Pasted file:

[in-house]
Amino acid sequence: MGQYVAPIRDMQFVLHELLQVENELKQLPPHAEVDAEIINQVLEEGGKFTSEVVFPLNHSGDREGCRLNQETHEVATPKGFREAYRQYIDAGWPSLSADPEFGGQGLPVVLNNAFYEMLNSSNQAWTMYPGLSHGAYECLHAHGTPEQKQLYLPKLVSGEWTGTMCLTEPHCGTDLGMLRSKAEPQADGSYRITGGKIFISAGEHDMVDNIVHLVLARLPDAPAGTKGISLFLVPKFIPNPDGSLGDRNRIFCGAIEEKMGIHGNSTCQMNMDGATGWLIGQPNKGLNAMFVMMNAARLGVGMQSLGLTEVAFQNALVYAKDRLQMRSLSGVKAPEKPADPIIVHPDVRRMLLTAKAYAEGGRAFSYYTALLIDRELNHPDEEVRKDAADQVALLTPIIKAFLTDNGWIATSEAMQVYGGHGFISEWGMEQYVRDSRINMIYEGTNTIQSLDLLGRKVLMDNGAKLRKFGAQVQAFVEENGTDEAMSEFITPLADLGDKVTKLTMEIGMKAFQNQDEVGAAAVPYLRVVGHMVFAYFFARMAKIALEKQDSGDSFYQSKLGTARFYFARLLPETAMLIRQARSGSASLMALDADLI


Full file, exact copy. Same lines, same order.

[in-house]
Amino acid sequence: MGQYVAPIRDMQFVLHELLQVENELKQLPPHAEVDAEIINQVLEEGGKFTSEVVFPLNHSGDREGCRLNQETHEVATPKGFREAYRQYIDAGWPSLSADPEFGGQGLPVVLNNAFYEMLNSSNQAWTMYPGLSHGAYECLHAHGTPEQKQLYLPKLVSGEWTGTMCLTEPHCGTDLGMLRSKAEPQADGSYRITGGKIFISAGEHDMVDNIVHLVLARLPDAPAGTKGISLFLVPKFIPNPDGSLGDRNRIFCGAIEEKMGIHGNSTCQMNMDGATGWLIGQPNKGLNAMFVMMNAARLGVGMQSLGLTEVAFQNALVYAKDRLQMRSLSGVKAPEKPADPIIVHPDVRRMLLTAKAYAEGGRAFSYYTALLIDRELNHPDEEVRKDAADQVALLTPIIKAFLTDNGWIATSEAMQVYGGHGFISEWGMEQYVRDSRINMIYEGTNTIQSLDLLGRKVLMDNGAKLRKFGAQVQAFVEENGTDEAMSEFITPLADLGDKVTKLTMEIGMKAFQNQDEVGAAAVPYLRVVGHMVFAYFFARMAKIALEKQDSGDSFYQSKLGTARFYFARLLPETAMLIRQARSGSASLMALDADLI